In 2007, at the initial iPhone reveal, Steve Jobs famously said, "Who wants a stylus? You have to get em', put em' away. You lose them. Yuck."
Well, it seems that now some people do want a stylus as they have visibly improved alongside the product they are used with.
At the most-awaited event of the year on 9 September, Apple marketing chief Phill Schiller announced that Apple's new stylus will be called Apple Pencil. While the announcement led to much laughter, Apple broke its own taboo.
The internet wasn't late enough to respond and among all the jabs, one came from Grand Slam supplier Denny's, which announced its "Toothpick" product alongside the tagline "your teeth, performing at full potential".
When Apple launch the iPhone, it was one of the first phones to sport and popularise a capacitive touch screen. It was the first time people saw and experienced features like pinch to zoom-in and zoom-out.
Capacitive touchscreens were the beginning of a new era
In 2007, touchscreen phones were entirely dependent on styluses or simply put, pencil-like tools.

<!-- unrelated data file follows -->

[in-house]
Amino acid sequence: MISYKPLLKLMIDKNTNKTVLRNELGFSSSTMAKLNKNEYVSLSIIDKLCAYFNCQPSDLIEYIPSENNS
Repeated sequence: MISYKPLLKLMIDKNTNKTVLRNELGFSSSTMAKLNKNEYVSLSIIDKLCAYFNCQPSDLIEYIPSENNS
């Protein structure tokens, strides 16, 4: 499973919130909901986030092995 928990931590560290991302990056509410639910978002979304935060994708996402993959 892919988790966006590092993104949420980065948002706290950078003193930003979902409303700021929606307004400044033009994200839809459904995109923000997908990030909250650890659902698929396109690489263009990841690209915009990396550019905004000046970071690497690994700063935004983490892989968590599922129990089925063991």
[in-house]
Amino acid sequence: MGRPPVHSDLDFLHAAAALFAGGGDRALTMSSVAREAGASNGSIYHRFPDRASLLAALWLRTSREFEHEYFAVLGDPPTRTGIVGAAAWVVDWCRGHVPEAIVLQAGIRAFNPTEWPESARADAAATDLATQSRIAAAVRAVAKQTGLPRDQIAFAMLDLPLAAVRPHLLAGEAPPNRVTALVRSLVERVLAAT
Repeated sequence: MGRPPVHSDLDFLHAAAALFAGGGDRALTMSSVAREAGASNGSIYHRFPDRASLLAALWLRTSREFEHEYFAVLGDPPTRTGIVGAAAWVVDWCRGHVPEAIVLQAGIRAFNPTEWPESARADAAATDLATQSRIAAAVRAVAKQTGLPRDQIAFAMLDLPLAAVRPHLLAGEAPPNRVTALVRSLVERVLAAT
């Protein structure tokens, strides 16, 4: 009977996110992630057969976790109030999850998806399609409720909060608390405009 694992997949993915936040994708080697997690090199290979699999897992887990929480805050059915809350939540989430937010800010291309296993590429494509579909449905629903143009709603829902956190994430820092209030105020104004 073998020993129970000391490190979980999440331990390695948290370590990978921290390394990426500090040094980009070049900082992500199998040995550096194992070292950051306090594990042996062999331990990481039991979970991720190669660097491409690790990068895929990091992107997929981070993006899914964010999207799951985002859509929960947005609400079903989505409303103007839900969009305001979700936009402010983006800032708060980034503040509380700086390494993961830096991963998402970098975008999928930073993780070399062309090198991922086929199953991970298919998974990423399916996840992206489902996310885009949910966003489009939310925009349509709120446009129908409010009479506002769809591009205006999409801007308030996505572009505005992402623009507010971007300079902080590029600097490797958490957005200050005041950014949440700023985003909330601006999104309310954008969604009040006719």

"If you see a stylus, they blew it," Jobs had said.
Jobs did not stop there. He went on to say, "We're gonna use the best pointing device in the world[.] We're gonna use our fingers."
As soon as the Schiller made the announcement about the Apple Pencil, the internet was flooded with the 2007 video of Steve Jobs ruling out the necessity of a stylus. Many took to Twitter as well.
Tim Cook might have shown an aluminum middle-finger to the infamous words of Steve Jobs. It also shows how confident Apple is in their own leadership to ignore what Jobs said once.
So, is it really that bad?
Keeping aside the general scorn for the device, the Apple Pencil isn't that bad a device. It is as interesting as any other device Apple has launched so far. It is equipped with two sensors at the tip which helps in detecting different types of touch. It detects force (without actual Force Touch technology or as Apple dubbed it - 3D touch). It also calculates the tilt of the stylus. The screen of iPad Pro is re-engineered to identify the different types of touch by the stylus.
Interestingly, it scans twice as often when the Pencil touches the screen, capturing more points and precision.
Another storming innovation is the way Apple Pencil charges itself. It charges via a built-in lightning connector that plugs itself right in to the tablet.
Surprisingly, the peripheral Apple just introduced doesn't come easy on the pocket. The Apple Pencil will cost US $99, as soon as it goes on sale. As Apple iPad Pro is best suited for professionals, it becomes a necessity for them if they plan to compete in terms of business of design and engineering.